Biochemist Katalin Karikó and immunologist Drew Weissman won the Nobel Prize in Physiology or Medicine Monday for their foundational research showing that chemical modifications to the molecular building blocks of messenger RNA (mRNA) could enable its use for therapeutics and vaccines—a realization crucial to the rapid development of the life-saving mRNA COVID-19 vaccines during the deadly pandemic.
The pair’s prize-winning and tenacious work on different types of RNA culminated in a 2005 breakthrough study showing that chemical modifications of mRNA bases (nucleosides)—adenine (A), cytosine (C), uracil (U), and guanine (G)—could keep them from igniting innate immune responses and inflammation reactions, which had foiled previous efforts to use mRNA for therapeutics.
In our cells, mRNA is an intermediate molecule, a single-stranded copy of coding from the genes in our DNA blueprints that is then translated into functional proteins. (DNA uses bases A, C, G, and thymine (T), which is structurally similar to RNA’s U.) The mRNA is copied (aka transcribed) from DNA in a cell’s nucleus and then moves to the cytoplasm for its code-deciphering translation into proteins. Thus, mRNA is critical for protein production and is more accessible than DNA—features that made it an appealing target for developing therapeutics.
But, mRNA is considered unstable compared to DNA, and early work using synthetic strands of mRNA found it sparked inflammatory responses and led to only low levels of target proteins. This is where Karikó and Weissman’s work came in.
Karikó had long been interested in using mRNA for therapies. After receiving her PhD in Hungary’s Szeged University in 1982, Karikó did two post-doctoral research stints in the US before landing a tenure-track professor position at the University of Pennsylvania in 1989. There she began experimenting with different types of RNA but with little success. She was unable to win scientific grants to fund her work and, after years of toiling, her bosses at UPenn gave her the choice of either leaving or getting demoted. She chose the demotion.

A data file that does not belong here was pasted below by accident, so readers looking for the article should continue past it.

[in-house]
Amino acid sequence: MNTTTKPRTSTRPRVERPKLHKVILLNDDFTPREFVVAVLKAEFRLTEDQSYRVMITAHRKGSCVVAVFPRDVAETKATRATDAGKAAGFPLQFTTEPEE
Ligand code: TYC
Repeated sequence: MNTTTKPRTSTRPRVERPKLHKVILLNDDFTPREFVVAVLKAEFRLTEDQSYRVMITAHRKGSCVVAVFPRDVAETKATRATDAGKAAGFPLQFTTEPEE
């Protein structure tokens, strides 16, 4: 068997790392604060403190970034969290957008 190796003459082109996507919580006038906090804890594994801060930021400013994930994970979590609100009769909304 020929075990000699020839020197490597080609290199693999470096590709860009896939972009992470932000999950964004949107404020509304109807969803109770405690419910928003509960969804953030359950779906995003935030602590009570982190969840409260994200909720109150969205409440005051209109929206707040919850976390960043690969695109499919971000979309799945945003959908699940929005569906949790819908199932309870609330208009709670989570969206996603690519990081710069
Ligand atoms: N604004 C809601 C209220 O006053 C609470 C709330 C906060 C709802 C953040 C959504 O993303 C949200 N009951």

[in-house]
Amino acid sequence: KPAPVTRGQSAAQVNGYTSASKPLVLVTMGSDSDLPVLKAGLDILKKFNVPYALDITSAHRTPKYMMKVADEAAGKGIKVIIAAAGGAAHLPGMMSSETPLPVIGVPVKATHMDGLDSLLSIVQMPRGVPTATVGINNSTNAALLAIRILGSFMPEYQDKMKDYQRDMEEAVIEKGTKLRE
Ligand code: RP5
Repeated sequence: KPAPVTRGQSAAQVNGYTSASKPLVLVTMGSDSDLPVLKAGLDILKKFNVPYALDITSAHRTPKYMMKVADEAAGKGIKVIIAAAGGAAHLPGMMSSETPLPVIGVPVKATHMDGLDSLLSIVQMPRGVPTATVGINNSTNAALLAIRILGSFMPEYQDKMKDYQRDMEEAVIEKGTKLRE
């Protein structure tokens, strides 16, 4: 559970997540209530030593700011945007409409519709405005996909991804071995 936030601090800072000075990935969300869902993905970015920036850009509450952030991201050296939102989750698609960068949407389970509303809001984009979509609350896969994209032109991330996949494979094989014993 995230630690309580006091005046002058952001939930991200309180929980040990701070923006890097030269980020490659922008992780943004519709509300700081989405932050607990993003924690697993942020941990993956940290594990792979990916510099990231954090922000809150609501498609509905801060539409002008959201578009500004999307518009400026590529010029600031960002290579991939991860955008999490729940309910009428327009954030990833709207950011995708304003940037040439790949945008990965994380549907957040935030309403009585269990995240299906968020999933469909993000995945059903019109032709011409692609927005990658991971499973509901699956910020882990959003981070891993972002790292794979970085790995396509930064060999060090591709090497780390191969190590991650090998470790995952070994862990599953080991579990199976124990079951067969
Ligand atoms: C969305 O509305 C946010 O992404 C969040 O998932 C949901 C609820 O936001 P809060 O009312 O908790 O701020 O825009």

In 1997, Weissman joined UPenn and, with his funding, the two began collaborating on mRNA research. Weissman, an immunologist, was interested in developing a vaccine against HIV and had been focusing on priming immune responses with dendritic cells—an immune cell with the main function of presenting bits of foreign substances (antigens) to T cells in order to train immune responses against those antigens.
Together, the two realized that synthetic (un-modified) mRNA triggered the dendritic cells to activate inflammatory responses. The finding led them down the path of realizing that RNA in mammalian cells was frequently chemically modified, while DNA and RNA from bacteria and viruses were frequently unmodified. Around the same time, other researchers were starting to find evidence that some key proteins that regulate inflammation—toll-like receptors (TLRs)—specifically detect modifications on DNA and RNA to trigger inflammation responses. TLRs are known for recognizing molecular patterns that uniquely identify pathogens.
In their breakthrough 2005 paper, Karikó and Weissman showed that synthetic RNA activates several TLRs, leading to inflammation responses. And, crucially, adding modifications to the bases in the synthetic mRNA—specifically, pseudouridine (Ψ), 5-methylcytidine (m5C), N6-methyladenosine (m6A), 5-methyluridine (m5U) or 2-thiouridine (s2U)—suppressed the inflammation responses. They subsequently showed the modifications could also improve protein production.
Kicked off and kicked out
The finding kicked off the field of mRNA therapeutics and spurred the formation of both Moderna and BioNTech, the two companies that would go on to develop life-saving mRNA vaccines against COVID-19. Today, m1 Ψ is the most common modified base used in mRNA vaccine production and is present in both Moderna and Pfizer-BioNTech’s vaccines.
But, the finding received little fanfare among much of the scientific community at the time, and Karikó’s research and contribution continued to go largely unappreciated prior to the pandemic. In 2013, Karikó said she was forced to leave UPenn.
“Ten years ago, I was here in October, because I was kicked out from Penn, was forced to retire,” she said in an early morning interview Monday with the Nobel Assembly. She went on to work with BioNTech, doing hands-on benchwork. She became vice president and later senior vice president there. Since 2021, she went back to being a professor, working at Szeged University and as adjunct faculty at UPenn.
Weissman is also still at UPenn, as the Roberts Family professor in vaccine research and director of the Penn Institute for RNA Innovations.